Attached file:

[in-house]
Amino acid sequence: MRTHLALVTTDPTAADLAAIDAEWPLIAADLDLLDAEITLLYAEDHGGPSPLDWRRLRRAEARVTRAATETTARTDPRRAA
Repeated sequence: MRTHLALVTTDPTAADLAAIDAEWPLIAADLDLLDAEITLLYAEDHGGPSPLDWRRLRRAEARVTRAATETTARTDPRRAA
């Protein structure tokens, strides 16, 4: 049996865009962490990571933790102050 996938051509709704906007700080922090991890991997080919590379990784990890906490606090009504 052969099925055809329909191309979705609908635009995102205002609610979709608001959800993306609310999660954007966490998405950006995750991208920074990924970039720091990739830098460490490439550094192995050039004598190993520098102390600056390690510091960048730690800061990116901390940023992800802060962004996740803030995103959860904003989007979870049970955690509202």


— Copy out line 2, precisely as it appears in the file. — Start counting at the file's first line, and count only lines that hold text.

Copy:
Amino acid sequence: MRTHLALVTTDPTAADLAAIDAEWPLIAADLDLLDAEITLLYAEDHGGPSPLDWRRLRRAEARVTRAATETTARTDPRRAA